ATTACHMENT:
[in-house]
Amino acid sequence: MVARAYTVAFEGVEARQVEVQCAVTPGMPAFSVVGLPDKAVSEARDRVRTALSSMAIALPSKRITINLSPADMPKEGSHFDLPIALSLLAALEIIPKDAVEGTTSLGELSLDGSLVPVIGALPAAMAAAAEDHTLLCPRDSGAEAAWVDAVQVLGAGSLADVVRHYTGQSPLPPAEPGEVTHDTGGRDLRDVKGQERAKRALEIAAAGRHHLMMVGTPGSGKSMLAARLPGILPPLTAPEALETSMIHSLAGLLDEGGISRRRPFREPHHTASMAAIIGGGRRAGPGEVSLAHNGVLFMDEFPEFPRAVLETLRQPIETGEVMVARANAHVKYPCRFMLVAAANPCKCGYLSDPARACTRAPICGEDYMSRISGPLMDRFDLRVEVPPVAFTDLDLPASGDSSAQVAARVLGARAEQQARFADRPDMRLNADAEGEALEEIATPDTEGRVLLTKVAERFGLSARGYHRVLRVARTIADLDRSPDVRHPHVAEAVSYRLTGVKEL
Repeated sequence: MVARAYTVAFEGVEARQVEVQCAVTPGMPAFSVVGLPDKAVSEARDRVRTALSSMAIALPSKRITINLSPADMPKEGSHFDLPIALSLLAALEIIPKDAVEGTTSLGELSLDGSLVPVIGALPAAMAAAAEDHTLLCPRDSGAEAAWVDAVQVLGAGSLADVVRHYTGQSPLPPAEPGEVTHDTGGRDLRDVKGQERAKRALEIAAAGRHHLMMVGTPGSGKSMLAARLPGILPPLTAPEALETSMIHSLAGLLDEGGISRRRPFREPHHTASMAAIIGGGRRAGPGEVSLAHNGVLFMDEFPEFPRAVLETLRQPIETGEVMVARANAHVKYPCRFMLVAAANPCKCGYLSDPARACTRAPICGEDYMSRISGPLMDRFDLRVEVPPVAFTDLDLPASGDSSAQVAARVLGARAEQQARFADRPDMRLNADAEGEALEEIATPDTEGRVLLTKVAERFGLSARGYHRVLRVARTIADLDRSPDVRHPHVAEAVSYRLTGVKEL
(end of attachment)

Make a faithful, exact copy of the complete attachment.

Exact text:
[in-house]
Amino acid sequence: MVARAYTVAFEGVEARQVEVQCAVTPGMPAFSVVGLPDKAVSEARDRVRTALSSMAIALPSKRITINLSPADMPKEGSHFDLPIALSLLAALEIIPKDAVEGTTSLGELSLDGSLVPVIGALPAAMAAAAEDHTLLCPRDSGAEAAWVDAVQVLGAGSLADVVRHYTGQSPLPPAEPGEVTHDTGGRDLRDVKGQERAKRALEIAAAGRHHLMMVGTPGSGKSMLAARLPGILPPLTAPEALETSMIHSLAGLLDEGGISRRRPFREPHHTASMAAIIGGGRRAGPGEVSLAHNGVLFMDEFPEFPRAVLETLRQPIETGEVMVARANAHVKYPCRFMLVAAANPCKCGYLSDPARACTRAPICGEDYMSRISGPLMDRFDLRVEVPPVAFTDLDLPASGDSSAQVAARVLGARAEQQARFADRPDMRLNADAEGEALEEIATPDTEGRVLLTKVAERFGLSARGYHRVLRVARTIADLDRSPDVRHPHVAEAVSYRLTGVKEL
Repeated sequence: MVARAYTVAFEGVEARQVEVQCAVTPGMPAFSVVGLPDKAVSEARDRVRTALSSMAIALPSKRITINLSPADMPKEGSHFDLPIALSLLAALEIIPKDAVEGTTSLGELSLDGSLVPVIGALPAAMAAAAEDHTLLCPRDSGAEAAWVDAVQVLGAGSLADVVRHYTGQSPLPPAEPGEVTHDTGGRDLRDVKGQERAKRALEIAAAGRHHLMMVGTPGSGKSMLAARLPGILPPLTAPEALETSMIHSLAGLLDEGGISRRRPFREPHHTASMAAIIGGGRRAGPGEVSLAHNGVLFMDEFPEFPRAVLETLRQPIETGEVMVARANAHVKYPCRFMLVAAANPCKCGYLSDPARACTRAPICGEDYMSRISGPLMDRFDLRVEVPPVAFTDLDLPASGDSSAQVAARVLGARAEQQARFADRPDMRLNADAEGEALEEIATPDTEGRVLLTKVAERFGLSARGYHRVLRVARTIADLDRSPDVRHPHVAEAVSYRLTGVKEL